Aubrey’s Short Stories
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Pete’s Might Purty Privies
A Just For SH*#$ and Giggles Short Story #1
Pete McNutt, a privy salesman, needs customers for his new business. Spring has arrived and it’s prime time Privy Season. After much consideration, he refines his sales pitch, takes courage in hand, and heads to the monthly meeting of the Women’s Library Association.
~Top 100 Laugh Out Loud books on Goodreads~
“This could be a scene right out of Garrison Keillor’s Lake Woebegon radio show, especially with the addition of different voices for characters and sound effects. It’s that funny.” ~~ Karla, Goodreads Review
“Expertly written and hysterical. You can’t go wrong with this one!” ~~ Renea Mason, author of the paranormal erotica Symphony and Light series.
“Let us begin with our first order of business,” Mrs. McGillicutty carefully placed the bell on the podium and raised her chin, a smug smile upon her face. “We will soon have a second shelf of books adorning our library, donated by the Women’s Club of Kalamazoo.”
After a moment, she held up a hand to stop the applause. “While corresponding with the association’s president, I learned that one of their top priorities this year is the cleanliness and sanitation of their town. In fact, they have petitioned the mayor to remove all unsealed privies from within their city limits. These privies, I might remind you, have pits open to the elements.”
The whispers soon turned into a roomful of excited voices. The unsightly, odorous outhouses that the women had endured for centuries were crosses they bore in resigned silence.
“A new privy?”
“Imagine what that would be like?”
“Well, I hope that means a deeper hole.”
“I swear my Frank waits longer every year to dig a new pit.” Mrs. Adipose, a rather large woman, put her hand to her mouth and lowered her voice. “Sometimes after a long winter, I try not to sit down too heavily for I fear the contents may meet my backside.”
“Is that why he’s here?”
Pete’s face turned redder than a rooster’s comb when Mrs. Higgins pointed straight at him.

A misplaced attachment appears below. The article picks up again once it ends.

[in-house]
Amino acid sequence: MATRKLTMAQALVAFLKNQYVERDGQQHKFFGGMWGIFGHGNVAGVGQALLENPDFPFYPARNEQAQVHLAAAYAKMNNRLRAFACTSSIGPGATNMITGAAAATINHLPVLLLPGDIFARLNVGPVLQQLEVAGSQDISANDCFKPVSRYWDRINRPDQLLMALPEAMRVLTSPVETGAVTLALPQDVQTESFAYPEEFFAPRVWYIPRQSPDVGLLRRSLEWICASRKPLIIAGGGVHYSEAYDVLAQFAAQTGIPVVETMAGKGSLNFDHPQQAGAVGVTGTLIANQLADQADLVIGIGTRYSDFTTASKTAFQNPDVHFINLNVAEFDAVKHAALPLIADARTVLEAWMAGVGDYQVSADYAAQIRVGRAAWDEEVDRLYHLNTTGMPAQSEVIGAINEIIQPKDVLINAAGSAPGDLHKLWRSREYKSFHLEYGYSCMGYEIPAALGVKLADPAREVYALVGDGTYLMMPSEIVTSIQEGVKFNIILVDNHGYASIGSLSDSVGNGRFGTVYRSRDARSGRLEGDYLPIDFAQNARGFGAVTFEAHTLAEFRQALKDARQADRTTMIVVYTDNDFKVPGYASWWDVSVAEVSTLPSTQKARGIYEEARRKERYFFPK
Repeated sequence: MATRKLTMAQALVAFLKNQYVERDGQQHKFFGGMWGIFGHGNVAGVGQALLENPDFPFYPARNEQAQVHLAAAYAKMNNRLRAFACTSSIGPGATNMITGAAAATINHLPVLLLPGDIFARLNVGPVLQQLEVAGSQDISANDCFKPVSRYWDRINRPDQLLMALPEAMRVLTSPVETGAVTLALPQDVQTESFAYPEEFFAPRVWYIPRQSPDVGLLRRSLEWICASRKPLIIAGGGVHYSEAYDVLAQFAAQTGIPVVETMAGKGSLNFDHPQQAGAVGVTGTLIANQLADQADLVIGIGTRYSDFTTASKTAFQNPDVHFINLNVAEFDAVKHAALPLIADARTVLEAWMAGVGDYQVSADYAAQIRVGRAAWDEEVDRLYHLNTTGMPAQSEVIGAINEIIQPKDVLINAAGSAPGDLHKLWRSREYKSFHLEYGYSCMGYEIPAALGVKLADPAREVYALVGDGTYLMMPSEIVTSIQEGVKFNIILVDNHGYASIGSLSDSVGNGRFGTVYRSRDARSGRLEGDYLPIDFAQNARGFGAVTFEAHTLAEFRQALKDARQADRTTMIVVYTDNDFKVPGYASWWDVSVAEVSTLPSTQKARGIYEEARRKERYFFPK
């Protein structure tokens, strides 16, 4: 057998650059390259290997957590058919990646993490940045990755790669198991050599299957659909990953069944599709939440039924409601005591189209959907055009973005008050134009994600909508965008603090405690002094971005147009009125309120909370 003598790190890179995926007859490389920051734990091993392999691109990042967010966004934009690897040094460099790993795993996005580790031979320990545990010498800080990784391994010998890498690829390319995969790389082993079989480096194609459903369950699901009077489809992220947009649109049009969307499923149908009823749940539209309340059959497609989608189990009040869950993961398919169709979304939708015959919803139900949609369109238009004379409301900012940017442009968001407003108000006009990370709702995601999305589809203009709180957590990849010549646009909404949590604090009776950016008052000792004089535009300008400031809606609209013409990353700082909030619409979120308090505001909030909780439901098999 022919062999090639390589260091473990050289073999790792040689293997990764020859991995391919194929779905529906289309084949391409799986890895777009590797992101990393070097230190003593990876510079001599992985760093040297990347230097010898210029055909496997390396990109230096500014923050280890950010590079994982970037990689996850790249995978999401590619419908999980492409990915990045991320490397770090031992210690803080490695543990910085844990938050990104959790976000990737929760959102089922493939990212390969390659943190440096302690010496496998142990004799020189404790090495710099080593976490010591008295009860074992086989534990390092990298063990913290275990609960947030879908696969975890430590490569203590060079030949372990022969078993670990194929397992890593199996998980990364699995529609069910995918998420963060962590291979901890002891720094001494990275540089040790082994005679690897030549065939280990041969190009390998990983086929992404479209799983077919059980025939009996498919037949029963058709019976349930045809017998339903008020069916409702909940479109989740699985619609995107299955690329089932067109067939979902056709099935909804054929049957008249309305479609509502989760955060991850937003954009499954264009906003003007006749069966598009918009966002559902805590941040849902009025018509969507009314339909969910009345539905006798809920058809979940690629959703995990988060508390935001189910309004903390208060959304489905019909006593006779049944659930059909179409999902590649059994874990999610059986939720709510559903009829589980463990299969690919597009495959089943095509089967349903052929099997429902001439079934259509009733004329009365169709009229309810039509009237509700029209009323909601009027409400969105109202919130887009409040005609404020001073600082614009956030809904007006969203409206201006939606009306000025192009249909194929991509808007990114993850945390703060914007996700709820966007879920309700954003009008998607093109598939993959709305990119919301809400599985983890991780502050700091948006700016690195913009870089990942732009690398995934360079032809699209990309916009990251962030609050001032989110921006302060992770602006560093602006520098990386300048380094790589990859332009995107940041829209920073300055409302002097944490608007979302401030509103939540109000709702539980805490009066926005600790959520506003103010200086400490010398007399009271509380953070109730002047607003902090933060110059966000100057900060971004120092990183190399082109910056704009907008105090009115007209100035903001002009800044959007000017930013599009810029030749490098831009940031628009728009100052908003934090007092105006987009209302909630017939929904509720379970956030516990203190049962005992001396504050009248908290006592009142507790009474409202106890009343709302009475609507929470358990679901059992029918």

One by one, the women turned to stare at the lone man in the room. He sat in a corner of the small town hall that doubled as the town library and pulled at his stiff white collar fighting for air. Even with the light spring breeze blowing through the open windows, the crowded room felt muggy and uncomfortable. The two dozen or so women in front of him suddenly seemed much more intimidating than they had at church last Sunday.
His presentation boards were turned toward the wall to avoid any commotion. Females had a delicate constitution and easily discomfited. He had hesitated to accept Mrs. McGillicutty’s invitation, but his partner insisted it was a golden opportunity.
To Cast A Cliche
A Just For SH*#$ and Giggles Short Story #2
The evil Queen Lucinda exacts revenge on a royal poet by casting a spell of never-ending clichés upon the kingdom. Will the clever King Richard thwart his stepmother’s magic and save the good people of Maxim? Test your literary knowledge and enjoy an entertaining spoof on fairytales.
~For a list of all cliches used in this story, leave a comment with your email address.~
“Funny and satisfying!” ~~ Elisabeth Hamill, author of Song Magick series
“Aubrey Wynne has created a magical world in which the cliches we have grown to love come to life. Not only is it well written but a ton of fun.” ~~ Kishan Paul, author of Blind Love and Second Wife
“A fractured fairy tale with humor and tongue in cheek…to use a cliché.” ~~ Nancy Pennick, author of Waiting For Dusk and 29 series
William cursed himself for his folly. He should have listened to his wife and softened his portrayal of the Queen Mother. The royal poet avoided looking into her cold, black eyes as he struggled to find a way out of his predicament. “Your Highness, you misunderstood. It was all in jest -”
“You portrayed me as the wicked witch of a fairy tale.” She jumped from her throne, fists clenched, red splotches spreading across her face and neck. With one agitated wave, the guards removed the poet from her court. “Let him sit in the dungeon and write for the rats.”
Lucinda breathed deeply to calm her seething temper and lowered herself back onto the velvet cushion. She smoothed her satin skirts and patted the stray ebony strands that had fallen from her perfectly coiffed hair. The poet’s desperate pleas echoed through the stone corridor as she turned her thoughts to more pressing matters.
Her stepson Richard, the newly crowned King, would be home any day from courting some pale, weak princess. Lucinda must get even with that imbecile author before his return.
The Queen snapped her fingers and a servant filled her goblet. Sipping on the sweet mead, she held the heavy, bronze cup between her palms and searched the golden liquid for an answer. Her cunning mind whirled with malicious inspiration. A malevolent smile slowly spread across her face.
“Ah, yes. It’s perfect.” She let out a delighted cackle then clapped her hands, calling for ink and paper. “I’ll beat that pathetic poet at his own game.”